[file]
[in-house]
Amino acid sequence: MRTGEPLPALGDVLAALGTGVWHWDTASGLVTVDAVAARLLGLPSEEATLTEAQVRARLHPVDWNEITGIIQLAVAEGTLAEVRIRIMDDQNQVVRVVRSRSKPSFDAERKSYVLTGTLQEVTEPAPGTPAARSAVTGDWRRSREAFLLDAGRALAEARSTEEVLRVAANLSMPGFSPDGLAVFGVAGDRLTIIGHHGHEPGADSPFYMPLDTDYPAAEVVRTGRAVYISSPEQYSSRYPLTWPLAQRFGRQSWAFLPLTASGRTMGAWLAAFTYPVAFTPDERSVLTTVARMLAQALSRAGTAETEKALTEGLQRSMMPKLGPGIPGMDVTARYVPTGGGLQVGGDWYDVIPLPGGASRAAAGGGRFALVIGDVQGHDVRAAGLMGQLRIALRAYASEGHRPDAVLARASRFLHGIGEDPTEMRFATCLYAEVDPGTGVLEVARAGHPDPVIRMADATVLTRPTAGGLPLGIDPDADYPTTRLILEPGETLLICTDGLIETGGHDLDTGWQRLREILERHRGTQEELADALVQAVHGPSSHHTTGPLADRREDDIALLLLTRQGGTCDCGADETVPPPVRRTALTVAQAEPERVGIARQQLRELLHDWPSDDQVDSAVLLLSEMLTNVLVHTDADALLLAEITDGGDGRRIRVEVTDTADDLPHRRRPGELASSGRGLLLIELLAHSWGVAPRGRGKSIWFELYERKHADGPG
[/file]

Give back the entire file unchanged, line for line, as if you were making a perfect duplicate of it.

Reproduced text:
[in-house]
Amino acid sequence: MRTGEPLPALGDVLAALGTGVWHWDTASGLVTVDAVAARLLGLPSEEATLTEAQVRARLHPVDWNEITGIIQLAVAEGTLAEVRIRIMDDQNQVVRVVRSRSKPSFDAERKSYVLTGTLQEVTEPAPGTPAARSAVTGDWRRSREAFLLDAGRALAEARSTEEVLRVAANLSMPGFSPDGLAVFGVAGDRLTIIGHHGHEPGADSPFYMPLDTDYPAAEVVRTGRAVYISSPEQYSSRYPLTWPLAQRFGRQSWAFLPLTASGRTMGAWLAAFTYPVAFTPDERSVLTTVARMLAQALSRAGTAETEKALTEGLQRSMMPKLGPGIPGMDVTARYVPTGGGLQVGGDWYDVIPLPGGASRAAAGGGRFALVIGDVQGHDVRAAGLMGQLRIALRAYASEGHRPDAVLARASRFLHGIGEDPTEMRFATCLYAEVDPGTGVLEVARAGHPDPVIRMADATVLTRPTAGGLPLGIDPDADYPTTRLILEPGETLLICTDGLIETGGHDLDTGWQRLREILERHRGTQEELADALVQAVHGPSSHHTTGPLADRREDDIALLLLTRQGGTCDCGADETVPPPVRRTALTVAQAEPERVGIARQQLRELLHDWPSDDQVDSAVLLLSEMLTNVLVHTDADALLLAEITDGGDGRRIRVEVTDTADDLPHRRRPGELASSGRGLLLIELLAHSWGVAPRGRGKSIWFELYERKHADGPG